Monthly Archives: March 2020

Hornsdale Power Reserve: calculating oneself rich

In Flanders, we have the expression “calculating yourself rich”. It means presenting one’s case in a too optimistic way that doesn’t accord with reality. This can for example be done by only counting the positives or by making overly optimistic assumptions. Both can result in an end result that is far too optimistic. Therefor “calculate” yourself rich instead of “being” rich. It is not real wealth, it is fully dependent on the tricks used in the calculation.

This expression popped up in my mind when I read an article about the blessings of grid sized battery storage (see previous post). To recap: two advocates for solar and wind claimed that batteries could replace natural gas power plants for peaking and gap-filling. Reading the linked article, it became clear that it had nothing to do with the claims made by the two advocates. The subject of the linked article described how the Hornsdale Power Reserve earned money by providing FCAS services to the South Australia grid.

This is how the article starts:

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Hornsdale Power Reserve: helping to prevent blackouts in … Melbourne?

After writing previous post, I wondered how much impact the Tesla battery of the Hornsdale Power Reserve actually has on the South Australia grid. Just looking at the numbers (the battery has a capacity of 100 MW and can deliver 129 MWh), I expected it to be rather insignificant. In the meanwhile, I came across a heated discussion on a reblog of previous post on the blog “Utopia, you are standing in it!“. That post was about the Tesla battery of the Hornsdale Power Reserve in South Australia. The discussion started with the comment that South Australia is a net exporter and after the question how long the Tesla battery would last, this suprising claim was made:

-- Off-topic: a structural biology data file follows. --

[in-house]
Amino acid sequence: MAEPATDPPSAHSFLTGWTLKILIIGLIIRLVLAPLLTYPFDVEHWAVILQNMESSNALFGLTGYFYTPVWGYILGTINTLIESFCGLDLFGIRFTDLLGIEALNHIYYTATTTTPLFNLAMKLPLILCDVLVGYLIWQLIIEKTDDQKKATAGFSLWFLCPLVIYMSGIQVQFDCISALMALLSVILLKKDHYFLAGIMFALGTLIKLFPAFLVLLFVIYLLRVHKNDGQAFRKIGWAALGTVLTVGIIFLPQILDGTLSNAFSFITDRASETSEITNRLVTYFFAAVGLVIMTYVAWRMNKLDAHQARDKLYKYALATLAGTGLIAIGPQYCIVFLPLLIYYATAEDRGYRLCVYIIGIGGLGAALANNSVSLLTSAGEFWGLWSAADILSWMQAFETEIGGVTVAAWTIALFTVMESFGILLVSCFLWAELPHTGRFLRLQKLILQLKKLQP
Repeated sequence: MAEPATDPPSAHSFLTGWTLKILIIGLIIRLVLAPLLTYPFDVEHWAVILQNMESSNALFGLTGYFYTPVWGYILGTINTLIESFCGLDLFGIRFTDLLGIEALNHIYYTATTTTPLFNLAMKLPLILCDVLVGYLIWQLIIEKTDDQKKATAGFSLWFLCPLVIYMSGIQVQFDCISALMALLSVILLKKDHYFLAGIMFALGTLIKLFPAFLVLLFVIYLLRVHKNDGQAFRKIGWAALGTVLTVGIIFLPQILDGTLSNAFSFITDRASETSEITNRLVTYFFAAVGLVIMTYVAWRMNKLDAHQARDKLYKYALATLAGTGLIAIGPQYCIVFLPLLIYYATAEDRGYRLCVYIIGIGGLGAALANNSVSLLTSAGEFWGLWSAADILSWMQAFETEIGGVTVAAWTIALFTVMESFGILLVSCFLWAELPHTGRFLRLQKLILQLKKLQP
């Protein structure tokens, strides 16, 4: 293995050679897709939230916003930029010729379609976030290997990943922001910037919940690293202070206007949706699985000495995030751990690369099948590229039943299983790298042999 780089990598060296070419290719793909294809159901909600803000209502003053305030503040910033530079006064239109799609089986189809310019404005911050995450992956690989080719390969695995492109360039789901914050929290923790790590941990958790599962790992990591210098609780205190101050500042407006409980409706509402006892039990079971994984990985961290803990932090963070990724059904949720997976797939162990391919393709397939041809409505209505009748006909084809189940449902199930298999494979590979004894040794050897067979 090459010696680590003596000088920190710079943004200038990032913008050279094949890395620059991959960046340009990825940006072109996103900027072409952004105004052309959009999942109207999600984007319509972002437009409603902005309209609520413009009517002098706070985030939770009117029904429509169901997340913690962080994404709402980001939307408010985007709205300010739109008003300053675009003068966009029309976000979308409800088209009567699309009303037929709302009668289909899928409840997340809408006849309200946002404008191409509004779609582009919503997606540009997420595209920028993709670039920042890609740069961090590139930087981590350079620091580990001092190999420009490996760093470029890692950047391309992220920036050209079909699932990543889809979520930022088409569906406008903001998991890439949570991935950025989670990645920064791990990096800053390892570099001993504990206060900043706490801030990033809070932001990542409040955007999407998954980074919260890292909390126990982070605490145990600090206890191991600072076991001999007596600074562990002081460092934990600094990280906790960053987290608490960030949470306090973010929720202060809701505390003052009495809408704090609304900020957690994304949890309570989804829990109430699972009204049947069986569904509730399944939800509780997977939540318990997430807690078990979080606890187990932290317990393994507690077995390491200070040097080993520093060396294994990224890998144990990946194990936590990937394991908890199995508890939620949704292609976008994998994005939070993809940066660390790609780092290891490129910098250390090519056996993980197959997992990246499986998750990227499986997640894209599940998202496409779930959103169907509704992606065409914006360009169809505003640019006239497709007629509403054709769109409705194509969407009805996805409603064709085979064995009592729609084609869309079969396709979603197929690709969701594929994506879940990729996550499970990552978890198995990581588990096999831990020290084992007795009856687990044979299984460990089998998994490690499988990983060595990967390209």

Long enough to stop potential blackouts in Melbourne because of the unreliability of their coal fired power stations! […]

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Hornsdale Power Reserve: batteries compensating for intermittency?

It has been a while since last post (on the Doctor’s analogy skeptic style). This post will be a bit different. It will be about energy, more specifically about (grid sized) energy storage. It all started with this tweet from Jean-Pascal van Ypersele. This is the text of the tweet:

Those who argue that fossil gas plants are needed to compensate the intermittency of renewable energy should read this @McMarghem @eliacorporate @EngieBelgium @LuminusEnergie @Gregoiredallema

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